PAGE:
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The report goes on to say: “very Own white glove, fire-fighters are sent to save the properties of the high-end insurance to the customers of the fire. “An over-reliance on the private sector as a result of a climate apartheid” scenario, in which the rich will pay in order to escape from over-heating, hunger, and conflict, and so on, while the rest of the world is left to suffer in consequence.”
Alston spoke of a coming “climate apartheid,” in which the wealthy are able to limit the possible catastrophic consequences, including food insecurity, disease, and death, and the poor, “who have contributed the least to emissions and have the least capacity to respond, it will suffer the most.”
The world’s poorest 3.5 billion people, are responsible for only 10 per cent of its carbon emissions, while the richest 10 per cent account for a full half,” Alston estimated. He added that someone in the richest 1 per cent ‘ is used 175 times more carbon than the one in the bottom 10 percent of the time.”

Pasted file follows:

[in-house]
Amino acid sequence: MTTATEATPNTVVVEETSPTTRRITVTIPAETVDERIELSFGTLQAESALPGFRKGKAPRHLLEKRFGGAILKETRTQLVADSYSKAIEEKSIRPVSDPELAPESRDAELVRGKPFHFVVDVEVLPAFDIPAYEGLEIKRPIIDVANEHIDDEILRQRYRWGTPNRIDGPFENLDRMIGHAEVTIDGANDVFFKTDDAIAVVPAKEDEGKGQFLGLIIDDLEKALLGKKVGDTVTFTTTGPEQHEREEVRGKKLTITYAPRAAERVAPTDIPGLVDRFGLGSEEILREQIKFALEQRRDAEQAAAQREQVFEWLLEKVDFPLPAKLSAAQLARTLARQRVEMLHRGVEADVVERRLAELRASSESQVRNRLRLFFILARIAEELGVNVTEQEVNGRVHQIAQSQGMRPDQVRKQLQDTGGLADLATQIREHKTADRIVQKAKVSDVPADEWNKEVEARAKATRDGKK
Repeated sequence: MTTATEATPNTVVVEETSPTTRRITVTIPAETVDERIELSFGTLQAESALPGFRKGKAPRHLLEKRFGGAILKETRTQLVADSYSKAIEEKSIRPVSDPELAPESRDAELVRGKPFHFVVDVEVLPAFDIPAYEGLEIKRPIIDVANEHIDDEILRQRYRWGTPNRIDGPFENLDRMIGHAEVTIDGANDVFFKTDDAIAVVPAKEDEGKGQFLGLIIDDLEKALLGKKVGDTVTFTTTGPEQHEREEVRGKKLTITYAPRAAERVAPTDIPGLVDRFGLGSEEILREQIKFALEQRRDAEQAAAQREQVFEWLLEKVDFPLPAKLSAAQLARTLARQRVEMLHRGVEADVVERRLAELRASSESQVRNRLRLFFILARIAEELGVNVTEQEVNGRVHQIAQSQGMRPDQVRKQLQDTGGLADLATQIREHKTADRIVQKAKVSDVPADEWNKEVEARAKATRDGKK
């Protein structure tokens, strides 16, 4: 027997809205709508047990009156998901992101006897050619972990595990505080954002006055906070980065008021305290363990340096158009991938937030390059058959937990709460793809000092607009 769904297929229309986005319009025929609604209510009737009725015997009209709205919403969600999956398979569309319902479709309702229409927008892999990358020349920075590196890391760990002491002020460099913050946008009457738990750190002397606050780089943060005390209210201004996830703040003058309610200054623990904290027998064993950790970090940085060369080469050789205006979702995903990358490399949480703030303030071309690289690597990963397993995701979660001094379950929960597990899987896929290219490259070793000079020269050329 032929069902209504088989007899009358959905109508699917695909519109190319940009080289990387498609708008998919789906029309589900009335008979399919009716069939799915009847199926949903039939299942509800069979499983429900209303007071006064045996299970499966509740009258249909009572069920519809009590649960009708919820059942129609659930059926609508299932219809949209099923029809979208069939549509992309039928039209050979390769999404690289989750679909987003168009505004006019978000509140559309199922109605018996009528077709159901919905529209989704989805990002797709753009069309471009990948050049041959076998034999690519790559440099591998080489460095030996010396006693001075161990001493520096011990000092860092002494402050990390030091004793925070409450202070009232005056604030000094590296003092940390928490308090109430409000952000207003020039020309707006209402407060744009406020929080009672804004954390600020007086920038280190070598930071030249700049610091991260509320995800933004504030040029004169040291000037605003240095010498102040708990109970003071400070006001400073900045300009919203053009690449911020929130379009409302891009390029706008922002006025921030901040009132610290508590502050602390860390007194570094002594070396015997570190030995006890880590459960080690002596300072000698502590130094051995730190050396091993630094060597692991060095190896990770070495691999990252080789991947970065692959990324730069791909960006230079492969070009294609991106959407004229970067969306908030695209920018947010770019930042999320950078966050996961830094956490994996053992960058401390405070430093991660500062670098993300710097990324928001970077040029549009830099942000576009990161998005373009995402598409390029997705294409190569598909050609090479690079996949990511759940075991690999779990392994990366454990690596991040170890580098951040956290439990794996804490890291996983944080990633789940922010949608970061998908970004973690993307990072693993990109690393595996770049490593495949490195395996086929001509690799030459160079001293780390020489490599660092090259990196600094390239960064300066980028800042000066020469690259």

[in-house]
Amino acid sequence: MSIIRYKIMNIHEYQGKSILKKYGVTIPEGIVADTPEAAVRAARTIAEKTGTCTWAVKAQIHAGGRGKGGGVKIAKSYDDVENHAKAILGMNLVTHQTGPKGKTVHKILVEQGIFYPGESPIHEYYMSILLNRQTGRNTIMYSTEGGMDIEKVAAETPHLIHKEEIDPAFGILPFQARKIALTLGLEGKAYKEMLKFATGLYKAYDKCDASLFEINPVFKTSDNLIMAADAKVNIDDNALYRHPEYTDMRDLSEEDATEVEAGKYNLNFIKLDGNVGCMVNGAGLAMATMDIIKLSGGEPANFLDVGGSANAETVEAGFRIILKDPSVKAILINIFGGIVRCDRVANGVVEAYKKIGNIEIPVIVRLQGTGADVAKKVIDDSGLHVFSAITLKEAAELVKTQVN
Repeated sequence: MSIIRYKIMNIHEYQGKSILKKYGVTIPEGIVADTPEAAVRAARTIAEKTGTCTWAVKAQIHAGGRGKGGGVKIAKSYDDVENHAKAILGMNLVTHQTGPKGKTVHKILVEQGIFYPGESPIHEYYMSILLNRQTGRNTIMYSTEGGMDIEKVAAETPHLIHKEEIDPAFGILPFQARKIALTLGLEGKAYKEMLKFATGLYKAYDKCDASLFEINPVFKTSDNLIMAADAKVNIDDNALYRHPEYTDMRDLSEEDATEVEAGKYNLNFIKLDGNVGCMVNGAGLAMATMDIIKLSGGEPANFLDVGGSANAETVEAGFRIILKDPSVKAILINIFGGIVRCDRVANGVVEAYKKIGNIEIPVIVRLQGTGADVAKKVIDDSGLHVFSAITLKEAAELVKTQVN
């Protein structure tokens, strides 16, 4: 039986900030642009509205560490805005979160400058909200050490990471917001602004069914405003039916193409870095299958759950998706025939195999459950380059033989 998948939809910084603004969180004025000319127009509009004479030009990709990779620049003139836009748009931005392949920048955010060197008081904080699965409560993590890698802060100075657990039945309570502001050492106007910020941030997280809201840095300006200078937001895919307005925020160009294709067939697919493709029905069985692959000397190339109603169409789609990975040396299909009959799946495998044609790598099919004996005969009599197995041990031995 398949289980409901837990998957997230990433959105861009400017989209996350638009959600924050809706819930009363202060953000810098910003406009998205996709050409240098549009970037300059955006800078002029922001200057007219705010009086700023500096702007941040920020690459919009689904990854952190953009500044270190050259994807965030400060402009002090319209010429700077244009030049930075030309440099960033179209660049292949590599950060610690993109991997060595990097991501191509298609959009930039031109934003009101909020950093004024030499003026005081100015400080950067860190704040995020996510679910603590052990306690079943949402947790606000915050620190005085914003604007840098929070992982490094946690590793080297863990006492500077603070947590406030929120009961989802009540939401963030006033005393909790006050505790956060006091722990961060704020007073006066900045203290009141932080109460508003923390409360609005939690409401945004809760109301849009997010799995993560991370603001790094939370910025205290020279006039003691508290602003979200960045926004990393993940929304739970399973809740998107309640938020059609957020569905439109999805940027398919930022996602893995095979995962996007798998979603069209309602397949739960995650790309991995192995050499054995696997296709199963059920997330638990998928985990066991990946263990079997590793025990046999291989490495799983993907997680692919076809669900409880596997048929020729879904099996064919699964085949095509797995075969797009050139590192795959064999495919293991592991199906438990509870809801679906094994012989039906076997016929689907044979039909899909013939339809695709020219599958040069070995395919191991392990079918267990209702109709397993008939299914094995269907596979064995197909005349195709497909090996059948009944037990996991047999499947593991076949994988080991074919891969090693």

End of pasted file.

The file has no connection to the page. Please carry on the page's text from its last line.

A 2017 a report of a non-profit, CDP, it is estimated that only 100 around the world, and were responsible for 71 per cent of the emissions of greenhouse gases. Companies such as ExxonMobil, Shell, BP, Saudi Aramco, and a number of others have been mentioned as one of the highest emitters in 1988.